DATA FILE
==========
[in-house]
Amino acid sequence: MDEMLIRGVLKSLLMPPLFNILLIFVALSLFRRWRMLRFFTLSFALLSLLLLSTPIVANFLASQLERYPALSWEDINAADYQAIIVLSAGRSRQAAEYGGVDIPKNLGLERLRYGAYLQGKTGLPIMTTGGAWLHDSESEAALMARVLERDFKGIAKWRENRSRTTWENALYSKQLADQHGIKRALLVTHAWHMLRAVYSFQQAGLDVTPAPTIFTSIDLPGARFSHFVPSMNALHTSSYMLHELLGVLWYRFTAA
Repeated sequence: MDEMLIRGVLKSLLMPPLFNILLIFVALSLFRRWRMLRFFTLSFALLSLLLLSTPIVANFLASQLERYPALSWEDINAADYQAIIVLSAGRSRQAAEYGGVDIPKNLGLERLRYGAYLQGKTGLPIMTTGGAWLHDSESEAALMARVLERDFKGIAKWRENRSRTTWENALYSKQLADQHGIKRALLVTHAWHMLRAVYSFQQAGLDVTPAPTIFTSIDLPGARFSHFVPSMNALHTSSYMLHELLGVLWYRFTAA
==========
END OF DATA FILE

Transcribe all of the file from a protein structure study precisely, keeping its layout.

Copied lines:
[in-house]
Amino acid sequence: MDEMLIRGVLKSLLMPPLFNILLIFVALSLFRRWRMLRFFTLSFALLSLLLLSTPIVANFLASQLERYPALSWEDINAADYQAIIVLSAGRSRQAAEYGGVDIPKNLGLERLRYGAYLQGKTGLPIMTTGGAWLHDSESEAALMARVLERDFKGIAKWRENRSRTTWENALYSKQLADQHGIKRALLVTHAWHMLRAVYSFQQAGLDVTPAPTIFTSIDLPGARFSHFVPSMNALHTSSYMLHELLGVLWYRFTAA
Repeated sequence: MDEMLIRGVLKSLLMPPLFNILLIFVALSLFRRWRMLRFFTLSFALLSLLLLSTPIVANFLASQLERYPALSWEDINAADYQAIIVLSAGRSRQAAEYGGVDIPKNLGLERLRYGAYLQGKTGLPIMTTGGAWLHDSESEAALMARVLERDFKGIAKWRENRSRTTWENALYSKQLADQHGIKRALLVTHAWHMLRAVYSFQQAGLDVTPAPTIFTSIDLPGARFSHFVPSMNALHTSSYMLHELLGVLWYRFTAA